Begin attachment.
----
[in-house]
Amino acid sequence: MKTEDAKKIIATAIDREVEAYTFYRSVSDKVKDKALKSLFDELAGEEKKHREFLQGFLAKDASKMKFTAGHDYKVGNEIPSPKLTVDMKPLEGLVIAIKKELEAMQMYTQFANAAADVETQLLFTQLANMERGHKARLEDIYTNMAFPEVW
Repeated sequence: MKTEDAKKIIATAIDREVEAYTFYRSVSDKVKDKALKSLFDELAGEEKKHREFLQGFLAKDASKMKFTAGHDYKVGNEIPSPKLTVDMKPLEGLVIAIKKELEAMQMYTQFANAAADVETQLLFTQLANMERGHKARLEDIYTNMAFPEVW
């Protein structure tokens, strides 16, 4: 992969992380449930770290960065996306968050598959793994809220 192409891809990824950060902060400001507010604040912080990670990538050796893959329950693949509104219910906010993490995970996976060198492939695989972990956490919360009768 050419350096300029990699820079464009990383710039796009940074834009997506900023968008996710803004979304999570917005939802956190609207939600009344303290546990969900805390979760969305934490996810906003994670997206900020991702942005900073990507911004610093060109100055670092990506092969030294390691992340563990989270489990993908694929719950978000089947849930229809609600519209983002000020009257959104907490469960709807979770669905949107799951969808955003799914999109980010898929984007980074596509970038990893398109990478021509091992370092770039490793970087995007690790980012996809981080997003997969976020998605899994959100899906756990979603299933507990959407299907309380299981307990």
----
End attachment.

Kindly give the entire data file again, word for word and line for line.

[in-house]
Amino acid sequence: MKTEDAKKIIATAIDREVEAYTFYRSVSDKVKDKALKSLFDELAGEEKKHREFLQGFLAKDASKMKFTAGHDYKVGNEIPSPKLTVDMKPLEGLVIAIKKELEAMQMYTQFANAAADVETQLLFTQLANMERGHKARLEDIYTNMAFPEVW
Repeated sequence: MKTEDAKKIIATAIDREVEAYTFYRSVSDKVKDKALKSLFDELAGEEKKHREFLQGFLAKDASKMKFTAGHDYKVGNEIPSPKLTVDMKPLEGLVIAIKKELEAMQMYTQFANAAADVETQLLFTQLANMERGHKARLEDIYTNMAFPEVW
């Protein structure tokens, strides 16, 4: 992969992380449930770290960065996306968050598959793994809220 192409891809990824950060902060400001507010604040912080990670990538050796893959329950693949509104219910906010993490995970996976060198492939695989972990956490919360009768 050419350096300029990699820079464009990383710039796009940074834009997506900023968008996710803004979304999570917005939802956190609207939600009344303290546990969900805390979760969305934490996810906003994670997206900020991702942005900073990507911004610093060109100055670092990506092969030294390691992340563990989270489990993908694929719950978000089947849930229809609600519209983002000020009257959104907490469960709807979770669905949107799951969808955003799914999109980010898929984007980074596509970038990893398109990478021509091992370092770039490793970087995007690790980012996809981080997003997969976020998605899994959100899906756990979603299933507990959407299907309380299981307990």